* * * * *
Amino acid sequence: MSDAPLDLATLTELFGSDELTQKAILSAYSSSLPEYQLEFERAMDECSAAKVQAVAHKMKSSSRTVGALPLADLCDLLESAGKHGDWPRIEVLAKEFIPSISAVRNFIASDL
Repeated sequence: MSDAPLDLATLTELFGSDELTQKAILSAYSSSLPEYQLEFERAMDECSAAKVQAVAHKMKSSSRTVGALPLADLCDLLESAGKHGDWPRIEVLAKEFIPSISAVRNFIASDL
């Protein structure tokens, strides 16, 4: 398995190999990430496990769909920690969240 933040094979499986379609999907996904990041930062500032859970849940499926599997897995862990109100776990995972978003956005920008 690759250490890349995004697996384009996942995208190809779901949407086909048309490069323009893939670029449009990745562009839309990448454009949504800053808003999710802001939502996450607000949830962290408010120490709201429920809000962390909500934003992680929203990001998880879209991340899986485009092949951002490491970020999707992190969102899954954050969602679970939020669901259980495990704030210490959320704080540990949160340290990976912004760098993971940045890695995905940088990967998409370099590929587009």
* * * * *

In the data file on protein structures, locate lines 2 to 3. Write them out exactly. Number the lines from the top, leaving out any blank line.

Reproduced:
Repeated sequence: MSDAPLDLATLTELFGSDELTQKAILSAYSSSLPEYQLEFERAMDECSAAKVQAVAHKMKSSSRTVGALPLADLCDLLESAGKHGDWPRIEVLAKEFIPSISAVRNFIASDL
């Protein structure tokens, strides 16, 4: 398995190999990430496990769909920690969240 933040094979499986379609999907996904990041930062500032859970849940499926599997897995862990109100776990995972978003956005920008 690759250490890349995004697996384009996942995208190809779901949407086909048309490069323009893939670029449009990745562009839309990448454009949504800053808003999710802001939502996450607000949830962290408010120490709201429920809000962390909500934003992680929203990001998880879209991340899986485009092949951002490491970020999707992190969102899954954050969602679970939020669901259980495990704030210490959320704080540990949160340290990976912004760098993971940045890695995905940088990967998409370099590929587009």